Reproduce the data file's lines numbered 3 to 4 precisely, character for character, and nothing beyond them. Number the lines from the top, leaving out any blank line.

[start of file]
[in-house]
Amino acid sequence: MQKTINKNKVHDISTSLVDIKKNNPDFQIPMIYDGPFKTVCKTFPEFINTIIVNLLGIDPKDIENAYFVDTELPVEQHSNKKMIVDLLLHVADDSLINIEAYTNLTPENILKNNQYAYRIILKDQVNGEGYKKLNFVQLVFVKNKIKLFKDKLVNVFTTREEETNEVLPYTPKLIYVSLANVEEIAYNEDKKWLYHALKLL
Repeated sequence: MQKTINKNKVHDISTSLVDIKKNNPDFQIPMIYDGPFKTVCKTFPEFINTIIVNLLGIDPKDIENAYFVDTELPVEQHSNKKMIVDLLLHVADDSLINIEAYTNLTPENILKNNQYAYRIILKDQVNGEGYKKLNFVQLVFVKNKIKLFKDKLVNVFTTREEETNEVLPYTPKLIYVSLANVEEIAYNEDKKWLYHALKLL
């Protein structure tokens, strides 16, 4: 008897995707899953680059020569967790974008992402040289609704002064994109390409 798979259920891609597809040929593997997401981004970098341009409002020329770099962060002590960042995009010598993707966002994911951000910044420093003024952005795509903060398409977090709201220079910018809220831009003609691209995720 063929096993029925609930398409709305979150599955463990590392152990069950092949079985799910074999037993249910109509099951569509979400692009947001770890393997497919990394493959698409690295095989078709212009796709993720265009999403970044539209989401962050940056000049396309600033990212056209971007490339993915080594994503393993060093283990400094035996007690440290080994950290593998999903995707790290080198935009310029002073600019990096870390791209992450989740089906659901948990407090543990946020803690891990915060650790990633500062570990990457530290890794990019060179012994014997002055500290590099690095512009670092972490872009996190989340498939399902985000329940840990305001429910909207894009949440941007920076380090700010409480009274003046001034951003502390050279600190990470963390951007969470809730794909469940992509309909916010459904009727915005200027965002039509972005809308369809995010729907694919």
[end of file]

Repeated sequence: MQKTINKNKVHDISTSLVDIKKNNPDFQIPMIYDGPFKTVCKTFPEFINTIIVNLLGIDPKDIENAYFVDTELPVEQHSNKKMIVDLLLHVADDSLINIEAYTNLTPENILKNNQYAYRIILKDQVNGEGYKKLNFVQLVFVKNKIKLFKDKLVNVFTTREEETNEVLPYTPKLIYVSLANVEEIAYNEDKKWLYHALKLL
């Protein structure tokens, strides 16, 4: 008897995707899953680059020569967790974008992402040289609704002064994109390409 798979259920891609597809040929593997997401981004970098341009409002020329770099962060002590960042995009010598993707966002994911951000910044420093003024952005795509903060398409977090709201220079910018809220831009003609691209995720 063929096993029925609930398409709305979150599955463990590392152990069950092949079985799910074999037993249910109509099951569509979400692009947001770890393997497919990394493959698409690295095989078709212009796709993720265009999403970044539209989401962050940056000049396309600033990212056209971007490339993915080594994503393993060093283990400094035996007690440290080994950290593998999903995707790290080198935009310029002073600019990096870390791209992450989740089906659901948990407090543990946020803690891990915060650790990633500062570990990457530290890794990019060179012994014997002055500290590099690095512009670092972490872009996190989340498939399902985000329940840990305001429910909207894009949440941007920076380090700010409480009274003046001034951003502390050279600190990470963390951007969470809730794909469940992509309909916010459904009727915005200027965002039509972005809308369809995010729907694919």